ISRO rounds off space launches for 2018 with satellite facilitating IAF operations
Rounding off the year 2018, the Indian Space Research Organisation (ISRO) on Wednesday successfully launched a military communication satellite GSAT-7A, primarily for the Indian Air Force, in a text-book style.
At 4.10 p.m. the GSLV-F11 rocket ascended into the sky from the second launch pad at Satish Dhawan Space Centre with a long fiery orange flame at its tail. Slightly over 19 minutes into its flight, the Indian rocket Geosynchronous Satellite Launch Vehicle-F11 (GSLV-F11) rocket slung the satellite in a geosynchronous transfer orbit (GTO).
The GSAT-7A will be pushed up further to its final geostationary orbit firing its onboard motors in the days to come. The ISRO scientists at the rocket mission control centre were visibly happy when an announcement was made about the successful separation of the satellite from the rocket.
"Today the GSLV-F11 rocket safely injected GSAT-7A in a super-synchronous transfer orbit. One of the unique features of the rocket is the complete burn-out of its cryogenic engine. As a result, we got 2,000 km more than what we had expected. This has increased the lifespan of GSAT-7A," said ISRO Chairman K. Sivan soon after the successful mission.
The GSAT-7A is the heaviest communication satellite to be lifted by a GSLV Mk II rocket. The 2,250 kg GSAT-7A is the 35th communication satellite built by ISRO. The satellite will beef up the communication capabilities of the IAF.
The satellite's lifespan is projected as eight years. It would enable IAF to link its ground radar stations, its airbases and Airborne Early Warning and Control System (AWACS) planes. The satellite may also control IAF's unmanned aerial vehicles and drones.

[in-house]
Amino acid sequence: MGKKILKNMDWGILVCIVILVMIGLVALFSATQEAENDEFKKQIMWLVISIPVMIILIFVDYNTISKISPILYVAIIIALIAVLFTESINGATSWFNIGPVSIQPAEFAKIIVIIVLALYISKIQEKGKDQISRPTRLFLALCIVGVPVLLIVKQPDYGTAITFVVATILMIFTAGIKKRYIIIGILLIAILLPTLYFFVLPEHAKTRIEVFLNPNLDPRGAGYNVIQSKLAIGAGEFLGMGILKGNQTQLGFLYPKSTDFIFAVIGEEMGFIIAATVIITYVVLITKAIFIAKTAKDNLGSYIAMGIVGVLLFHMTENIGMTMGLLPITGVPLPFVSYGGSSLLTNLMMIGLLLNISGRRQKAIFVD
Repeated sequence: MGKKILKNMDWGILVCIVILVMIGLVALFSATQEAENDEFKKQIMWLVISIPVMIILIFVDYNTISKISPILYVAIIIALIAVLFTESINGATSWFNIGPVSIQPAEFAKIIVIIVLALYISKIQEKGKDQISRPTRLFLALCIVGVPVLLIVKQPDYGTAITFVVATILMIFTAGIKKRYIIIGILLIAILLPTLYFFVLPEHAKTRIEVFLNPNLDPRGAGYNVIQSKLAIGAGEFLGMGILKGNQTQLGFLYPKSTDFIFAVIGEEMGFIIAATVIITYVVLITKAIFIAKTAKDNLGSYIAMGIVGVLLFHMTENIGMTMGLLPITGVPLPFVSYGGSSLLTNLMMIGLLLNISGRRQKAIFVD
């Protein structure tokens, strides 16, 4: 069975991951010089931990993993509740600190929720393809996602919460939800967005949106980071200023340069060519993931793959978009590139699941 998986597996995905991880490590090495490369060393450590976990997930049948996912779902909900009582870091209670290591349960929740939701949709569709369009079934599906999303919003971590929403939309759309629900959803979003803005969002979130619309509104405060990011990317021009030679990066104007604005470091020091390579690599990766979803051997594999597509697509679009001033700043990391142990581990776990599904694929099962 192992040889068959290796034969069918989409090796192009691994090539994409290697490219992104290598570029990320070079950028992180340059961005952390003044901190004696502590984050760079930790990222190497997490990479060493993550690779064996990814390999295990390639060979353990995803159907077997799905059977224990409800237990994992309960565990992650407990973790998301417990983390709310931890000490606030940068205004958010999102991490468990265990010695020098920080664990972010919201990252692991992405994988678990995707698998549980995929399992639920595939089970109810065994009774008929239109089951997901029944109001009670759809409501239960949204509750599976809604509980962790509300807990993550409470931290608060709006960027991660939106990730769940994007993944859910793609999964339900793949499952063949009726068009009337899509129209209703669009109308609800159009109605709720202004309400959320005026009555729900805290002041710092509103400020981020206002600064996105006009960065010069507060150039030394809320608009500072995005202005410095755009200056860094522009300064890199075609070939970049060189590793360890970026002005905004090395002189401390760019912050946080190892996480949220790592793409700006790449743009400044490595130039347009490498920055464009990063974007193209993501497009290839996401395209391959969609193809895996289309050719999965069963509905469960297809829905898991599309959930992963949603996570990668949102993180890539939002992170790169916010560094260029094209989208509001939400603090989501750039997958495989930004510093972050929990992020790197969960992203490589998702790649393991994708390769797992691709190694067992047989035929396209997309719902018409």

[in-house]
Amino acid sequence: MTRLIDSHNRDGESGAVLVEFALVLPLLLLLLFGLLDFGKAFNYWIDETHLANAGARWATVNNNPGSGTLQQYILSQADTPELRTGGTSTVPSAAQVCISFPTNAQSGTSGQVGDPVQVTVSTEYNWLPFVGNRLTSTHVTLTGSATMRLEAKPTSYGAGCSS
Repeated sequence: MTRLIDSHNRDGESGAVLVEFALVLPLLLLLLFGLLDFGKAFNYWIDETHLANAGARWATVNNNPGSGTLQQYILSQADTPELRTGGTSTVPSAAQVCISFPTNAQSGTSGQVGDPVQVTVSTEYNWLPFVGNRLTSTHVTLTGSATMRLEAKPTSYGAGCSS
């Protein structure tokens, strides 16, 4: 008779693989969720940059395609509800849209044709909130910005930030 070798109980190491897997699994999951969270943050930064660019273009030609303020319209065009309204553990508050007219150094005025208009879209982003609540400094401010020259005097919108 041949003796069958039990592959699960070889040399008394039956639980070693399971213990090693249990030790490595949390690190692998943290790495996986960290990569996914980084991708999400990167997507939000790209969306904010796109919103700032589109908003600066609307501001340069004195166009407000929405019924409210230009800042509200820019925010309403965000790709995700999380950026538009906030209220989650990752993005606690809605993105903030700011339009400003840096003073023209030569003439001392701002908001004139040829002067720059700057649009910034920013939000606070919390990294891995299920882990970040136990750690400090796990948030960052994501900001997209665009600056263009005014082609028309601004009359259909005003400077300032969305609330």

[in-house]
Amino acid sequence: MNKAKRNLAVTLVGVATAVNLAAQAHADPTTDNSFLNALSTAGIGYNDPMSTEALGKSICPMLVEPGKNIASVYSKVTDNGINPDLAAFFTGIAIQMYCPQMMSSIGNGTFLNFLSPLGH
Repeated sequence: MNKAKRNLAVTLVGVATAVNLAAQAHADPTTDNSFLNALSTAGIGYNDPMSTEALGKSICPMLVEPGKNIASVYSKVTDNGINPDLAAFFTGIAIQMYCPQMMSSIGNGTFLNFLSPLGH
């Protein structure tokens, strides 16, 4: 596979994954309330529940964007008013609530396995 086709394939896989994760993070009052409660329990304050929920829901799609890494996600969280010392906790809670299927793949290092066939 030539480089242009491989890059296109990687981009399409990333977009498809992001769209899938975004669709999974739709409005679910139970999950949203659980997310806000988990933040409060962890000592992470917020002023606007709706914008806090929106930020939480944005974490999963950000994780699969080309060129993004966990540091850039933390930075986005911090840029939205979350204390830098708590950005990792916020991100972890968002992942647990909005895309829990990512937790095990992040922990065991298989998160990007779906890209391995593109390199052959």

The GSLV is a three-stage/engine rocket. The core of the first stage is fired with solid fuel while liquid fuel fires the four strap-on motors. The second is the liquid fuel and the third is the cryogenic engine.
A cryogenic engine is more efficient as it provides more thrust for every kilogram of propellant burnt. This is the second dedicated military communication satellite to be launched. The first, GSAT-7 or Rukmini, was launched in 2013, for use by the Indian Navy.
Earlier the satellites were of dual-use, for civilian and defence purposes. "There is increased demand for satellites from strategic sectors. About six/seven satellites are planned to be built," a senior ISRO official told IANS requesting anonymity.
In November, ISRO put into orbit the sharp-eyed HysIS satellite for a range of applications. The data generated by it will also be accessible by the Indian military. With this successful launch, India established the performance of its GSLV rocket which in future may fetch orders from third parties for launching their satellites.
India at present puts into orbit foreign satellites for a fee using its lighter rocket, the Polar Satellite Launch Vehicle (PSLV), as its weight carrying capacity is lower. Revenue for launching satellites depends on the weight of the satellite -- higher the weight, higher will be the revenue.
"This year completed 17 rocket/satellite missions. The next year will have 32 rocket/satellite missions," Sivan told ISRO officials. The next year's missions include the complex Chandrayaan-2 or the moon mission.
(With inputs from agencies.)